Farm managers course launched

THIRTEEN senior fish farm staff from five salmon farming companies have enrolled on a new professional development programme in aquaculture management developed by the NAFC Marine Centre UHI.
The farmers, including seven from Shetland salmon farms and six from elsewhere in Scotland, are the first to enrol on NAFC’s new degree level Technical Apprenticeship in Aquaculture Management.
The programme is the first of its kind in the UK and has been developed by NAFC staff in response to demand from Scottish fish farming companies.
It will enable experienced fish farm staff to gain a qualification in senior management while working in the industry.
The flexible training programme, which will normally take about 24 months to complete, uses distance learning technology to allow candidates to study at times and places that suit them and which fit in with their work and other commitments.
Candidates can enrol on the programme at any time and are supported and assessed by NAFC staff throughout their training.
On successful completion of the programme they will receive a Scottish Vocational Qualification at Level 4 from the Scottish Qualifications Authority (SQA), which is equivalent to an Ordinary Degree (SCQF Level 9), as well as a Lantra Technical Apprenticeship Certificate funded by Skills Development Scotland.
Course leader Stuart Fitzsimmons said: ‘Following the successful introduction of our Modern Apprenticeships in Aquaculture for new and experienced fish farm staff, we had a lot of interest from aquaculture companies in a training programme for their managers.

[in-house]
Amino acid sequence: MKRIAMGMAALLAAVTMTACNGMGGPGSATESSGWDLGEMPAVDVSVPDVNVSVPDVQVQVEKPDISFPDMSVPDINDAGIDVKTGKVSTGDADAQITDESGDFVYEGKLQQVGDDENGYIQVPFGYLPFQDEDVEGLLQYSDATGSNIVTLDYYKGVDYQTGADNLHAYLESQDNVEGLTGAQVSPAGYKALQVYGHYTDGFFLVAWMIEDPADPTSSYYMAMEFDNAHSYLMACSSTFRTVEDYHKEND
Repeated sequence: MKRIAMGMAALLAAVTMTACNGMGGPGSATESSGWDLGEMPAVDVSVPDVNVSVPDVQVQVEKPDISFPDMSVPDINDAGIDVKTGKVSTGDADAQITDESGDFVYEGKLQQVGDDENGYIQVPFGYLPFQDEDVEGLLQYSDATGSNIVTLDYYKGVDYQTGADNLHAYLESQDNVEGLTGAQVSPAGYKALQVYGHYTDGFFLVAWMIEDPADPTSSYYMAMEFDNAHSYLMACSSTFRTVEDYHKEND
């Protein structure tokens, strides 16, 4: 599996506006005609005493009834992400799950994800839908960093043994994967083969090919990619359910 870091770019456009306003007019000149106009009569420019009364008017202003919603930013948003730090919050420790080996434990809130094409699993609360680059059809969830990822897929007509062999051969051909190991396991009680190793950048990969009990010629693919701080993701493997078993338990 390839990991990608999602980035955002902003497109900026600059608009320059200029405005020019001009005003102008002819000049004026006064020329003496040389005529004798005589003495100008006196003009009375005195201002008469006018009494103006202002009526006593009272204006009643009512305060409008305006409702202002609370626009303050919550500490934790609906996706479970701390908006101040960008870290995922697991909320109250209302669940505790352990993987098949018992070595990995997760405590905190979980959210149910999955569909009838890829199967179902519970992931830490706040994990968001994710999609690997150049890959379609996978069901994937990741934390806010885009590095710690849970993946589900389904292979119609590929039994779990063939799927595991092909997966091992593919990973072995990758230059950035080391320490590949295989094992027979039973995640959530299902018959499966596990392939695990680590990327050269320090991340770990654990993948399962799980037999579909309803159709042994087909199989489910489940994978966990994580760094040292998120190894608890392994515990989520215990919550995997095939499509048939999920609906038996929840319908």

‘The Technical Apprenticeship in Aquaculture Management has been designed to meet that need and to provide a progression opportunity for staff who have completed the Modern Apprenticeships.
‘It will allow senior aquaculture staff to gain a management qualification while working in the industry, and building on their existing knowledge, experience and skills.
‘The use of distance learning, supported by NAFC staff, means that people from anywhere in Scotland can undertake this training at times and places that suit them, without having to attend college classes.’
The NAFC Marine Centre currently has more than 50 aquaculture staff from throughout Scotland enrolled on its Modern Apprenticeships in Aquaculture at Level 2 or Level 3, with more than 150 having already completed one of these programmes.
The centre received a glowing review of its existing aquaculture training programme earlier this summer, said Fitzsimmons, following an audit by the Scottish Qualifications Authority (SQA).
The NAFC Marine Centre is also launching two new short training courses for the aquaculture industry: Capstan Winch Safety Awareness; and Jet Washing Safety Awareness.
These courses have again been developed in response to industry demand and complement the centre’s existing suite of short courses covering different aspects of aquaculture operations.
NAFC’s academic quality manager Duncan Kidson said: ‘The launch of the Technical Apprenticeship in Aquaculture Management and the new short courses demonstrate NAFC’s ability and willingness to respond to the training needs of the Scottish aquaculture industry and to deliver that training in a flexible manner to meet the needs of the people working in the industry.
‘NAFC will continue to work closely with the aquaculture industry and to develop flexible distance learning courses to meet their training requirements.’